Still, if that’s your attitude, that even the depraved idea that slaves owed their masters gratitude for food and shelter is just “fantastic passion” on an issue, then own it. There’s no rule that says you have to stone the guy to death. But then, own the contrast between that, and the way Kim Brown was treated. K. Carl Smith told TPM that Brown “rudely interrupted” him to ask a question, while Scott Terry merely made some “racially insensitive comments,” but after the session, Smith said he talked with Terry, and “we left as friends.”
Brown’s account, consistent with TPM reporter Benjy Sarlin’s reporting, further deepens that contrast. Following the interruption that Smith described, Kim Brown tried to ask a question during the designated Q and A time:
After other attendees stood up to ask their questions, it was my turn. ”I’m not a conservative, ” I began. The room erupted in a raucous chorus of boos and jeers. My voice was completely drowned out. I remained standing, amused by the deafening vitriolic reaction. I tried again. ”This man [Smith] is being disengenous…” BOOOOO! HISSS! YOU’RE NOT WELCOME HERE!!! AHHHH!!!
At that point, I was not allowed to finish my question. Yells of “shut up” and “no one wants to hear your question” were directed my way. Okay. Mind you, the room’s reaction to the segregationist was decidedly muted.
Nobody booed or hissed slavery-defending Scott Terry, or told him he wasn’t welcome. His views were, at the very least, tolerated. What was the question that caused that crowd to turn against Kim Brown? Using the racist Pete Hoekstra “Debbie Spend-it-now” ad as an example, she asked:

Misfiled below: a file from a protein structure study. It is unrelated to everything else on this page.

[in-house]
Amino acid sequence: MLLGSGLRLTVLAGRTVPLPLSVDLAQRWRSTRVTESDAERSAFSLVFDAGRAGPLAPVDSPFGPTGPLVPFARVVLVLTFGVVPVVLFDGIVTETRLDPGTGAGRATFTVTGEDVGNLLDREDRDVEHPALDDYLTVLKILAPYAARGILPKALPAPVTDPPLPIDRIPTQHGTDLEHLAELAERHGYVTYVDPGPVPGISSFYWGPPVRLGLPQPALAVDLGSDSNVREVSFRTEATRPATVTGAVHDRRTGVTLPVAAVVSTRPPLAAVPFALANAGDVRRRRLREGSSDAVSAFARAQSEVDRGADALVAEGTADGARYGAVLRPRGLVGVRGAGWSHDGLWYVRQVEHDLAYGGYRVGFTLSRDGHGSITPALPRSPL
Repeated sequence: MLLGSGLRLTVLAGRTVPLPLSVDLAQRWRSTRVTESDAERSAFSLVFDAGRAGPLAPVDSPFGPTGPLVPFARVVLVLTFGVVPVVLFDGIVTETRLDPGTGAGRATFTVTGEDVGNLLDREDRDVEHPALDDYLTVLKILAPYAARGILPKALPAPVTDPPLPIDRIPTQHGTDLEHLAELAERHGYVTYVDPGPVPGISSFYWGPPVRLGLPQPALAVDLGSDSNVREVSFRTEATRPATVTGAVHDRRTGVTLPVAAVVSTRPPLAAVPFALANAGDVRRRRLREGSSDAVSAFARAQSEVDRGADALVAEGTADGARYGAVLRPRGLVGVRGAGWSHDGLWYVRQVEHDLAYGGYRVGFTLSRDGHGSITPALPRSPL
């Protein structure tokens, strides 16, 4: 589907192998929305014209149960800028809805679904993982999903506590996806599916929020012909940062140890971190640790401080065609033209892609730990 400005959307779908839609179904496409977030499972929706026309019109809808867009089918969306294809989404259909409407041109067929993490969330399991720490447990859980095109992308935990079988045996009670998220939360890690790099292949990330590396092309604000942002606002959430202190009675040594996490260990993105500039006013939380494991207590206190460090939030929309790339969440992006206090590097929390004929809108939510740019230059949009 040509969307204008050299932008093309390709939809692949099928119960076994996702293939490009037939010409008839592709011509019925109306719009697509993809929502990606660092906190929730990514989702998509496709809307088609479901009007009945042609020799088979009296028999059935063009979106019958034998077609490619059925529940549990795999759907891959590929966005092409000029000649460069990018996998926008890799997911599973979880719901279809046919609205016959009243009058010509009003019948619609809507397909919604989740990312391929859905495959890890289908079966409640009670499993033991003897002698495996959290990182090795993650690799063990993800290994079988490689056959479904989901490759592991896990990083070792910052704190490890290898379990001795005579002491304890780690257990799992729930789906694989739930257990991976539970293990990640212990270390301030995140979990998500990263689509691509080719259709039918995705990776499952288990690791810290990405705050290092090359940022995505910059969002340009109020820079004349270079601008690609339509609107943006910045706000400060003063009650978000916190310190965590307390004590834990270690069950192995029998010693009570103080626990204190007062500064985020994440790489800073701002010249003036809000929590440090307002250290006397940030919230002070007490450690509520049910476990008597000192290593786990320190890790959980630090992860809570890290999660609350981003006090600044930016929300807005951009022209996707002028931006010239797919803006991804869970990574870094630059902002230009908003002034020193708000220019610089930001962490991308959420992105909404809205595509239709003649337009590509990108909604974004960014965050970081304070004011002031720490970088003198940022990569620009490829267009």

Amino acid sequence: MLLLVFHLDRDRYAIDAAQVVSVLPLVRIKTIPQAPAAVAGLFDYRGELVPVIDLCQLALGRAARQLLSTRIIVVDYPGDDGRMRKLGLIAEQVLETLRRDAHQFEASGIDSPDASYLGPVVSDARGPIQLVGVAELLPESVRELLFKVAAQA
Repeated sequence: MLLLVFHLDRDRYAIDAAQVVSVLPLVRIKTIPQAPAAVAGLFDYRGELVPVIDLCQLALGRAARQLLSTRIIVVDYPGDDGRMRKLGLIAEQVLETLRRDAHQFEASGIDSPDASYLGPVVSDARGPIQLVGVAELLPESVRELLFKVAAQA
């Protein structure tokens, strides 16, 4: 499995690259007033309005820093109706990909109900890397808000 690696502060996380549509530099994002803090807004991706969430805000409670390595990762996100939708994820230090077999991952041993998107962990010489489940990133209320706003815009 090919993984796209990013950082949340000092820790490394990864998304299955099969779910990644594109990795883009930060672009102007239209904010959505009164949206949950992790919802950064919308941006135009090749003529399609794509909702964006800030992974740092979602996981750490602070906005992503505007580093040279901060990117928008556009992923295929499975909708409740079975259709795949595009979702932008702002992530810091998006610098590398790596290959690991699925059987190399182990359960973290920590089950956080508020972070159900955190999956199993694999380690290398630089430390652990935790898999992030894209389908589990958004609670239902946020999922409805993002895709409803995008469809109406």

“Why is it when racist/sexist statements and ads come from the right, there is no condemnation from that side of the aisle?”
…“When the leadership on the Right fails to repudiate such statements, it sounds to minority voters that the entire conservative movement is okay with this kind of speech, ” I exclaimed breathlessly. My nerves were slightly on edge by that time lol.
In a stunning display of Personal Responsibility™, Smith weighed the actions of a cartoonist against the actions of an elected official:
Smith’s response was, “Well, when there were Mammy cartoons drawn about Condeleeza Rice, I didn’t hear Jesse Jackson say anything.” Jesse Jackson doesn’t hold elected office. So there’s that.
Kim Brown says that she has asked Katy Jordan to release the portion of the tape that shows the crowd “screaming at me,” and I’ve reached out to Jordan, as well. She has yet to respond, but hopefully, she will put out the relevant portion.
(h/t Dangerous Minds)
Conservatives can defend the idea of engaging someone like Scott Terry, but not without explaining why Kim Brown’s point of view is not also worthy of discussion.